Magazine December 29, 2008, Issue

Vision, Honor, Action

A September 14, 2001 file photo shows President George W. Bush talks to retired firefighter Bob Beckwith (R) from Ladder 117 at the scene of the World Trade Center disaster in New York. (Win McNamee/Reuters)
The right man was in the White House on September 11

In the course of one of those inevitable “Whither conservatism?” panels two or three National Review cruises ago, I remarked of George W. Bush that it requires a perverse genius to get damned day in day out as the new Hitler when 90 percent of the time you’re Tony Blair with a ranch. 

I’ll stand by that. For good or ill, Bush was the real Third Way deal Bill Clinton merely genuflected towards. The ranch certainly matters — the brush-cutting, the cowboy boots, the swagger, the Texacisms that so grated on East Coast newspaper columnists, the wanted-dead-or-alive rhetoric that had Continental foreign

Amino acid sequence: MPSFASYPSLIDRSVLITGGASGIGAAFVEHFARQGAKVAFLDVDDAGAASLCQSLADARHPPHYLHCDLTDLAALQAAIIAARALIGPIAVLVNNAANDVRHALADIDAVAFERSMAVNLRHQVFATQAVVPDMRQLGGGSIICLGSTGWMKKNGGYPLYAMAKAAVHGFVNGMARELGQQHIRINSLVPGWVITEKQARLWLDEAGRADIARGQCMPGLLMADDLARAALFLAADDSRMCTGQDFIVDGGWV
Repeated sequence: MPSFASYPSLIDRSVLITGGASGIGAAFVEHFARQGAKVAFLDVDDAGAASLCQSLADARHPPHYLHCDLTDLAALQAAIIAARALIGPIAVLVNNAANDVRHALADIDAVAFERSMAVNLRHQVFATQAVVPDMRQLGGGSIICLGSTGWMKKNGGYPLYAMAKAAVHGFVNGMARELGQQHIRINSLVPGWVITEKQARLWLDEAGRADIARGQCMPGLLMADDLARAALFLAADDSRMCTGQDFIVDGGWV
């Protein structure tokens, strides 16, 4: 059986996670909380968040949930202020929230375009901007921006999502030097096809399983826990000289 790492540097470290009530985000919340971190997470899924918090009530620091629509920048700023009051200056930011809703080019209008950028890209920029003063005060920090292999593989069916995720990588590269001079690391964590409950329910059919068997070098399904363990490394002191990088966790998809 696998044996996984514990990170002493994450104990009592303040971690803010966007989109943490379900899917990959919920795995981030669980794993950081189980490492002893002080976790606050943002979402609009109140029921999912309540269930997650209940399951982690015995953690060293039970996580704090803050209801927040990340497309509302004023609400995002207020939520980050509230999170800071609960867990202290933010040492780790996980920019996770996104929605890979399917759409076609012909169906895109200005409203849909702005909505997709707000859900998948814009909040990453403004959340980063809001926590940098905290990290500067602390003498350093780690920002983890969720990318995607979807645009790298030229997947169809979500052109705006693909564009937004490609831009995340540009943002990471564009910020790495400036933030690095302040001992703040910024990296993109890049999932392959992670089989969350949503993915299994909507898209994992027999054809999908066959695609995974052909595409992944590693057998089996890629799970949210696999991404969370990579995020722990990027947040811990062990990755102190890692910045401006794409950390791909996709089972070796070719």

Mark Steyn is an international bestselling author, a Top 41 recording artist, and a leading Canadian human-rights activist.

In This Issue


Books, Arts & Manners


Never Give In

The British media now and again run polls to ask who are the greatest Englishmen of all time, and Winston Churchill invariably comes out on top.

His Uncle’s Son

Lessons from My Uncle James provides real-world examples of how bedrock civilizing principles are passed on — or, as James Louis himself might put it, how a boy is raised ...


The Week

The Week

Hillary Clinton paid $36 million for her Senate seat, but Obama’s was on the market for a mere $150,000.


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